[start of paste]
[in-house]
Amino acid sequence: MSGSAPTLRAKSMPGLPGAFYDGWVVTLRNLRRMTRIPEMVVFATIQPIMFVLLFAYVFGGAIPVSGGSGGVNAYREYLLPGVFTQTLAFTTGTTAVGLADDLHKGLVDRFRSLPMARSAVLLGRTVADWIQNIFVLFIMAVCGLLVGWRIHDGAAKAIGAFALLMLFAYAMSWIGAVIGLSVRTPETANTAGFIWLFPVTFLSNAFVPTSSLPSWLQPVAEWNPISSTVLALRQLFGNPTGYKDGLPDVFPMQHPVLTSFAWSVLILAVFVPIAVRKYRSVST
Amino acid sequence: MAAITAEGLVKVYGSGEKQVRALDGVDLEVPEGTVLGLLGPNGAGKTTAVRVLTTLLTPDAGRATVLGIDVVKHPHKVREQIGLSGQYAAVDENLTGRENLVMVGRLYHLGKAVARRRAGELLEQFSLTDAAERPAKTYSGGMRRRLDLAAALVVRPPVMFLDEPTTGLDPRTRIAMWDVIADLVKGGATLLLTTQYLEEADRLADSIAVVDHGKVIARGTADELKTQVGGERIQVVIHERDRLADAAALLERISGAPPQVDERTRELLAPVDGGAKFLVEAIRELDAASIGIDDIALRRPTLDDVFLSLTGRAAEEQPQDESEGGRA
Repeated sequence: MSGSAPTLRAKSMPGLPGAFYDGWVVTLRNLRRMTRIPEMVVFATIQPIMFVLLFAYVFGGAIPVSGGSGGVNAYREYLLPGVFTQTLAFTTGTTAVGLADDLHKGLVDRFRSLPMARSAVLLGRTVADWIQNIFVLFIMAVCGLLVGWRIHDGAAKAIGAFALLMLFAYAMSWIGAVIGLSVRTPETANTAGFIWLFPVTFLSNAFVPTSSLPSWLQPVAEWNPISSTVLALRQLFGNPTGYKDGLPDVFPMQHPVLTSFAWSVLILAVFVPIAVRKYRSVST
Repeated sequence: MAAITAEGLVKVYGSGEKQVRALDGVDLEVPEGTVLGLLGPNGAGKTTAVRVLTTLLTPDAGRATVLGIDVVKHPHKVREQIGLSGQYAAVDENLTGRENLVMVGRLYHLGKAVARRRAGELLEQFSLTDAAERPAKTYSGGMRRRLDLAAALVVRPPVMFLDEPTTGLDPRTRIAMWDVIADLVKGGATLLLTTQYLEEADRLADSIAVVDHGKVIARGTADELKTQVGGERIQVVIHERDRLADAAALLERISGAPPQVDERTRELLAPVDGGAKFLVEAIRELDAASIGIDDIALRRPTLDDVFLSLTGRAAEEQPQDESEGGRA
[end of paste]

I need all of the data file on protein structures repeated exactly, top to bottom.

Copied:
[in-house]
Amino acid sequence: MSGSAPTLRAKSMPGLPGAFYDGWVVTLRNLRRMTRIPEMVVFATIQPIMFVLLFAYVFGGAIPVSGGSGGVNAYREYLLPGVFTQTLAFTTGTTAVGLADDLHKGLVDRFRSLPMARSAVLLGRTVADWIQNIFVLFIMAVCGLLVGWRIHDGAAKAIGAFALLMLFAYAMSWIGAVIGLSVRTPETANTAGFIWLFPVTFLSNAFVPTSSLPSWLQPVAEWNPISSTVLALRQLFGNPTGYKDGLPDVFPMQHPVLTSFAWSVLILAVFVPIAVRKYRSVST
Amino acid sequence: MAAITAEGLVKVYGSGEKQVRALDGVDLEVPEGTVLGLLGPNGAGKTTAVRVLTTLLTPDAGRATVLGIDVVKHPHKVREQIGLSGQYAAVDENLTGRENLVMVGRLYHLGKAVARRRAGELLEQFSLTDAAERPAKTYSGGMRRRLDLAAALVVRPPVMFLDEPTTGLDPRTRIAMWDVIADLVKGGATLLLTTQYLEEADRLADSIAVVDHGKVIARGTADELKTQVGGERIQVVIHERDRLADAAALLERISGAPPQVDERTRELLAPVDGGAKFLVEAIRELDAASIGIDDIALRRPTLDDVFLSLTGRAAEEQPQDESEGGRA
Repeated sequence: MSGSAPTLRAKSMPGLPGAFYDGWVVTLRNLRRMTRIPEMVVFATIQPIMFVLLFAYVFGGAIPVSGGSGGVNAYREYLLPGVFTQTLAFTTGTTAVGLADDLHKGLVDRFRSLPMARSAVLLGRTVADWIQNIFVLFIMAVCGLLVGWRIHDGAAKAIGAFALLMLFAYAMSWIGAVIGLSVRTPETANTAGFIWLFPVTFLSNAFVPTSSLPSWLQPVAEWNPISSTVLALRQLFGNPTGYKDGLPDVFPMQHPVLTSFAWSVLILAVFVPIAVRKYRSVST
Repeated sequence: MAAITAEGLVKVYGSGEKQVRALDGVDLEVPEGTVLGLLGPNGAGKTTAVRVLTTLLTPDAGRATVLGIDVVKHPHKVREQIGLSGQYAAVDENLTGRENLVMVGRLYHLGKAVARRRAGELLEQFSLTDAAERPAKTYSGGMRRRLDLAAALVVRPPVMFLDEPTTGLDPRTRIAMWDVIADLVKGGATLLLTTQYLEEADRLADSIAVVDHGKVIARGTADELKTQVGGERIQVVIHERDRLADAAALLERISGAPPQVDERTRELLAPVDGGAKFLVEAIRELDAASIGIDDIALRRPTLDDVFLSLTGRAAEEQPQDESEGGRA